National guidelines for early detection of hearing loss were published by the HPCSA in 2007.[2] These guidelines proposed that CHL be diagnosed by 4 months of age, and that appropriate interventions be implemented by 8 months of age at the maximum. While the median age of diagnosis in the private healthcare sector (2.24 years) was found to be statistically significantly lower than the age of diagnosis in the public healthcare sector (3.71 years), this falls well short of the national guideline of 4 months. The implementation of the NHSP in the private healthcare sector resulted in a reduction of the age of DHI from 2.48 years to 1.57 years. However, 70.2% of the children with DHI in the current study did not undergo newborn hearing screening. The major reasons for the low percentage of screened infants are the novelty of the screening service during the early part of the study period, and the fact that the cost of this service is not covered by the 'birthing package' of the hospital and represents an additional cost that parents are unwilling to accept. More work needs to be done in sensitising parents to the importance of UNHS and advocating that medical aid schemes cover this cost.

This study has provided scientific evidence that newborn hearing screening is essential to lower the age of diagnosis of CHL and facilitate early intervention, the benefits of which have been shown internationally.[6,8-11,13] Children who are identified and managed appropriately are likely to be able to join the mainstream school system. It is hoped that health administrators in the private and public sectors, medical insurance companies and practitioners will respond to this evidence. This is particularly important in our local context, given the dearth of schools that cater for children with hearing impairments.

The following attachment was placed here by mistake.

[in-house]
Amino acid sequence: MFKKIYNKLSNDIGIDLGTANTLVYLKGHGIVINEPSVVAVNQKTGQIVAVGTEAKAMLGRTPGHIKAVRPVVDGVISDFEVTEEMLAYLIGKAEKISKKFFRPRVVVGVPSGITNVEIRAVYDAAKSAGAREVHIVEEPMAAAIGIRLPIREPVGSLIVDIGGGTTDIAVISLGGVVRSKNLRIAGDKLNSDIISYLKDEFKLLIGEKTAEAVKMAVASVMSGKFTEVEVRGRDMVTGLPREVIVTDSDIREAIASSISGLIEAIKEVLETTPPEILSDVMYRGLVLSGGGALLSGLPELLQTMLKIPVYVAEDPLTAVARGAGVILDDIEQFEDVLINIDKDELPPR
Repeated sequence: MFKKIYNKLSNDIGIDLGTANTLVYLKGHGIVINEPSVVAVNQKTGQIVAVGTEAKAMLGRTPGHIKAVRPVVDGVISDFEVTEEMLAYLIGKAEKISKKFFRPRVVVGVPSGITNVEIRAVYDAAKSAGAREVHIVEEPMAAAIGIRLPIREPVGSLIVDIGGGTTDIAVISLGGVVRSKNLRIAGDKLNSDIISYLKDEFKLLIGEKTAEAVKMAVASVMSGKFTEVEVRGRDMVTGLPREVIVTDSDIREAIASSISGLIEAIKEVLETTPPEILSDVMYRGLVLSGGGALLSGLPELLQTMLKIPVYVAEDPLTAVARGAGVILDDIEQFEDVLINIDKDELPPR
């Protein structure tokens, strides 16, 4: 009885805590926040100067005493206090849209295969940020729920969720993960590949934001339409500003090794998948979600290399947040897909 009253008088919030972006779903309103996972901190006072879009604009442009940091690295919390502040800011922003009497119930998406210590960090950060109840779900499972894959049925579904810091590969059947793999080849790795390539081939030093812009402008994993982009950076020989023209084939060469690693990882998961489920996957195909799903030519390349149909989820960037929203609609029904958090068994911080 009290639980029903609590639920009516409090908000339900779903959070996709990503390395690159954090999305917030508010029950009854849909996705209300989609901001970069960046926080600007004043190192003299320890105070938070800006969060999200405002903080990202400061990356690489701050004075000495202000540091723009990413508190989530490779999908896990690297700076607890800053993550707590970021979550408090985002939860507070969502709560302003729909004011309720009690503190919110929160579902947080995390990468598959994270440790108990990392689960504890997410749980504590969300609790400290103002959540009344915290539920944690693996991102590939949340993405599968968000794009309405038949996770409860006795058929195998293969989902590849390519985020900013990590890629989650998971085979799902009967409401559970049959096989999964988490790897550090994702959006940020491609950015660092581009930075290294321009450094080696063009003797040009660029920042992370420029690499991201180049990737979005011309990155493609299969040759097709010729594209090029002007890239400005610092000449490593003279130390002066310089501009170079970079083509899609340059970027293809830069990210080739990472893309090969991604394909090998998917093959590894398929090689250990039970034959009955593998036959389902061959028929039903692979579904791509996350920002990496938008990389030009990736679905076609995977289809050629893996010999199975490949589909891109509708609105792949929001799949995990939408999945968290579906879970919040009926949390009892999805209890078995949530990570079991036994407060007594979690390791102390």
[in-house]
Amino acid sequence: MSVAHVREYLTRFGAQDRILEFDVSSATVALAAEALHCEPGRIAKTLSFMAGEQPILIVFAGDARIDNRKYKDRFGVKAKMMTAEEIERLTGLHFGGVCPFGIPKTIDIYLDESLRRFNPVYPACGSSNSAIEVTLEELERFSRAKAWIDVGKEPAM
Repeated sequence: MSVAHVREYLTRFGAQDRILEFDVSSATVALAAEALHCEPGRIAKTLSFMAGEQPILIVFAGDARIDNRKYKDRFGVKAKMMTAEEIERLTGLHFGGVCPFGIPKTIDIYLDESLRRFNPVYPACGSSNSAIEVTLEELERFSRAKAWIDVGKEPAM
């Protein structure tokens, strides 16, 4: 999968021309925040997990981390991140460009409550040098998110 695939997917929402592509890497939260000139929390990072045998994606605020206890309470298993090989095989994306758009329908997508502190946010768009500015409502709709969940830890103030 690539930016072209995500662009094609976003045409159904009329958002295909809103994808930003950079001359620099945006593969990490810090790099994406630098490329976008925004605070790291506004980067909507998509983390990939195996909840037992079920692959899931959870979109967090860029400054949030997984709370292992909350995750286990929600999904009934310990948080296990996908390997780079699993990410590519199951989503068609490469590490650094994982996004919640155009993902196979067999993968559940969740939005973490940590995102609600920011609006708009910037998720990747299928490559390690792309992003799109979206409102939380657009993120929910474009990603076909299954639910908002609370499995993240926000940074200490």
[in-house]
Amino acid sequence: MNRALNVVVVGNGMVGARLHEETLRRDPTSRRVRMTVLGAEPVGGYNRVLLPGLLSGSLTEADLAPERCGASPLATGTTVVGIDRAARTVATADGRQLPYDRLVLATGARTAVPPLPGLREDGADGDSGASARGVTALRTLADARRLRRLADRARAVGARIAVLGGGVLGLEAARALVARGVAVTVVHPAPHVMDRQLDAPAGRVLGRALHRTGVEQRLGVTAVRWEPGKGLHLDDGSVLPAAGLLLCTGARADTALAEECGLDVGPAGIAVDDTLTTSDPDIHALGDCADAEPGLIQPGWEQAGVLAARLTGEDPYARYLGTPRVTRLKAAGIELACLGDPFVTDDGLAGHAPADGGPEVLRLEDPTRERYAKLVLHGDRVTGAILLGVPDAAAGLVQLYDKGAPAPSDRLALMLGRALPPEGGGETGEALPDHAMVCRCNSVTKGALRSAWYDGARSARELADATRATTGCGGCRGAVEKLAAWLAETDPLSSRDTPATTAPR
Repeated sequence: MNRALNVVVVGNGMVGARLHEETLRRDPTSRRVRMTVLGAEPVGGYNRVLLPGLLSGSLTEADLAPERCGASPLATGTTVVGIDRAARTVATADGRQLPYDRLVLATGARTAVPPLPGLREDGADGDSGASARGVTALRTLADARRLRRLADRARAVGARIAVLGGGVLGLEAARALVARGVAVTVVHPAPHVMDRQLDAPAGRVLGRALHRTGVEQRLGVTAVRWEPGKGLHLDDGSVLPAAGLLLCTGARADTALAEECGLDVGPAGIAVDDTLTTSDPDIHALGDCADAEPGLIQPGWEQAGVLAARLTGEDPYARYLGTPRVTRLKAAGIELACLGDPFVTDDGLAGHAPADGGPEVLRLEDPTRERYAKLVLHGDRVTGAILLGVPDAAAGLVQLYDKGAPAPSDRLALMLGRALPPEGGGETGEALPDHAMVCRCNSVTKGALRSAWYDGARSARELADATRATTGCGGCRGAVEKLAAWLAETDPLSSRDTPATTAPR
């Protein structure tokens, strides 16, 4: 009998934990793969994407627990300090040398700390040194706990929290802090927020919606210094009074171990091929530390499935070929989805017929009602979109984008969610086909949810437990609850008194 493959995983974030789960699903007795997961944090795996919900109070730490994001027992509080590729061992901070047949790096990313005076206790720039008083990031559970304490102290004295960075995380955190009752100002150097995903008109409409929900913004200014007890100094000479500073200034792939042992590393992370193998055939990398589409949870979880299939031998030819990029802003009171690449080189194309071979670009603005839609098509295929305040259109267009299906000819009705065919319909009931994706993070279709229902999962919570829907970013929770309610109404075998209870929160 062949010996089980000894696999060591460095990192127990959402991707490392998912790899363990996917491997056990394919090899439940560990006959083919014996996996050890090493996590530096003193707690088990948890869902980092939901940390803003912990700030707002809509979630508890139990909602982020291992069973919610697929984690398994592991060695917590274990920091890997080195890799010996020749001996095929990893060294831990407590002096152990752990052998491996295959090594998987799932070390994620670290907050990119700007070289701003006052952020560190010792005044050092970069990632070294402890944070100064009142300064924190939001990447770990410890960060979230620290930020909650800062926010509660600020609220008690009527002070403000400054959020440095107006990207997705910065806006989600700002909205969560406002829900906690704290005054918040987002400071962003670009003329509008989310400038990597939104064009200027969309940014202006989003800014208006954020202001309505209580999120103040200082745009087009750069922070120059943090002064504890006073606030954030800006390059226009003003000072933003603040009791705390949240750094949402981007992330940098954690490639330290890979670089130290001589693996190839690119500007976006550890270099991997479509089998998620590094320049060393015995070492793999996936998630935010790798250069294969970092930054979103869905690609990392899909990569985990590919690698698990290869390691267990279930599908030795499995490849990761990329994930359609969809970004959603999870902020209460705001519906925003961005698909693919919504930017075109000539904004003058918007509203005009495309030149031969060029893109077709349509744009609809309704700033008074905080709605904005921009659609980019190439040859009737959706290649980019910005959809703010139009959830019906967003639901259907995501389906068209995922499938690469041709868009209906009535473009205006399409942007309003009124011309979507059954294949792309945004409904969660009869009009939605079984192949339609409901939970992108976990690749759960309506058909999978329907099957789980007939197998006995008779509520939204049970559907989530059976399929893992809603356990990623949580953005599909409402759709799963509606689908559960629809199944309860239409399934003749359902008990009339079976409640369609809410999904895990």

Conclusion

This is the first SA study to demonstrate that implementation of UNHS reduces the age of diagnosis of CHL. There is a need to advocate for greater support from SA healthcare providers (both public and private) regarding development of screening, diagnostic and (re)habilitation services for children who are born with, or develop, hearing impairments.

 

References

1. Butler I, Basson S, Britz E, et al. Age of diagnosis of congenital hearing loss at Universitas Hospital, Bloemfontein. S Afr Med J 2013;103(7):474-475. [http://dx.doi.org/10.7196/SAMJ.6395]        [ Links ]

2. Professional Board for Speech, Language and Hearing Professions, Health Professions Council of South Africa. Early Hearing Detection and Intervention Programmes in South Africa: Position Statement. Pretoria: HPCSA, 2007. www.hpcsa.co.za/Uploads/.../early_hearing_detection_statement.pdf (accessed 6 February 2012).         [ Links ]